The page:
During his introductory news conference, an otherwise humble Mariota seemed incredibly confident when posed with the possibility of starting Week 1 -- a big task, given how much he'll need to digest between now and then. It's hard to think this confidence isn't attached to his natural ability to consume information.
DGB connection: I'd heard from sources very early Friday, once teams had a chance to rearrange their draft boards in the wake of Day 1, that Tennessee was very interested in landing wide receiver Dorial Green-Beckham.
There were plenty of questions about Green-Beckham's checkered past, including failed drug tests and an accusation of violence, but one source close to Green-Beckham made a strong case for him with this quote:
"He has renewed my hope in professional athletes, especially ones that screw up."
The Titans did plenty of research -- and had the blessing of ownership -- before drafting Green-Beckham. They also felt comfortable enough to pick him given the moderate stretch of time that has passed since his last incident (he was dismissed by Missouri on April 11, 2014).
Washington Redskins: Improvising according to plan
And in the end, new GM Scot McCloughan was able to accomplish three goals he set out going into the process. He fortified the lines of scrimmage. He added picks. And he used those picks to add size and build a sturdier middle class to the roster.
Fowler -- who went third overall to the Jacksonville Jaguars -- was not only the top-ranked player on Washington's board, he was also targeted by other teams with designs on trading up. In the week leading up to the 2015 NFL Draft, the Redskins, who held the fifth overall slot, had discussions with a number of teams within the top 15, but most of those talks were predicated on Fowler being there. Had the Florida star fallen to No. 5, the Redskins would've had the choice of either taking the guy they believed was the best player in the class or dealing off the pick for a very healthy package of selections.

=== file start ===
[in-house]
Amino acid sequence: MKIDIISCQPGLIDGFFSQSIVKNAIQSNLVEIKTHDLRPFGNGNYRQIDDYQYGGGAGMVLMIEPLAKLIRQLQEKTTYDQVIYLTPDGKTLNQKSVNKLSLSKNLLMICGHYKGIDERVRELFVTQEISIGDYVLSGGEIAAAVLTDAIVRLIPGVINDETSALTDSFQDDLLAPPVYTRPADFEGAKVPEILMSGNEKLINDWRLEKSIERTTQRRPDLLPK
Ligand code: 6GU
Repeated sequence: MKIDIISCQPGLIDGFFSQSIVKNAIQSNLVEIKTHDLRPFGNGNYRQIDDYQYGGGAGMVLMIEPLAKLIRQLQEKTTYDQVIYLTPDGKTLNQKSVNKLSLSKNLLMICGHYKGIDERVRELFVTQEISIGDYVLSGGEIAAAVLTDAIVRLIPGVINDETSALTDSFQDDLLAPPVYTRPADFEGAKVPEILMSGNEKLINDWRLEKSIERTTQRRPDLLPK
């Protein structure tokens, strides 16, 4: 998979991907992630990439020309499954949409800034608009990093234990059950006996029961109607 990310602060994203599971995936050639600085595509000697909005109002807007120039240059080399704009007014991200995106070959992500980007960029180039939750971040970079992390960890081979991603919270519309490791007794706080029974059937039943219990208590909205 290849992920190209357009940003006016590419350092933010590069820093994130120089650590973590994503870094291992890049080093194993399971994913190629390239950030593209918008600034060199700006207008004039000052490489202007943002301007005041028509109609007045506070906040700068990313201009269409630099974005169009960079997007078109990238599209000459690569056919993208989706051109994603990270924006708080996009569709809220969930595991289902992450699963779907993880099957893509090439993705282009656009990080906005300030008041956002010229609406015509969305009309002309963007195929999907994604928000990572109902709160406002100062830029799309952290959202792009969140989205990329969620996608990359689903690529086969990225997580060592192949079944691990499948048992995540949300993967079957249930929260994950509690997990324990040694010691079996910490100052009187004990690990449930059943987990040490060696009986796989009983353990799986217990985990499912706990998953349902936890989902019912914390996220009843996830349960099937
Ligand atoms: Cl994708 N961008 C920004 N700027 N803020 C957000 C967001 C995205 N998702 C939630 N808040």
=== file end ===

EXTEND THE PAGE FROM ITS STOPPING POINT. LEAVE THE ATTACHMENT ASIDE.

As it was, Fowler went third, and the second guy on the Redskins' board (receiver Amari Cooper) went fourth, to the Raiders. That left Iowa offensive lineman Brandon Scherff as the top player available, as McCloughan had ranked them. So the 'Skins pulled the trigger there on a player they believe can play all five line spots -- they'll start him out at right tackle but believe his best position may be right guard -- then got their edge rusher, and another versatile piece, in Mississippi State's Preston Smith with the 38th pick.
After adding one building block to each line, McCloughan used the 69th pick to execute the other part of his plan: Turning the seven picks they took into the draft into more, so Washington could supplement a roster that needs numbers. McCloughan pulled off a trade with his old boss, Seahawks GM John Schneider, to seize three more picks, in exchange for moving back 26 spots.
So things didn't go exactly how the Redskins would've liked them to in McCloughan's first draft with the team. But with the knowledge that draft days rarely play out as planned, the final results were pretty good.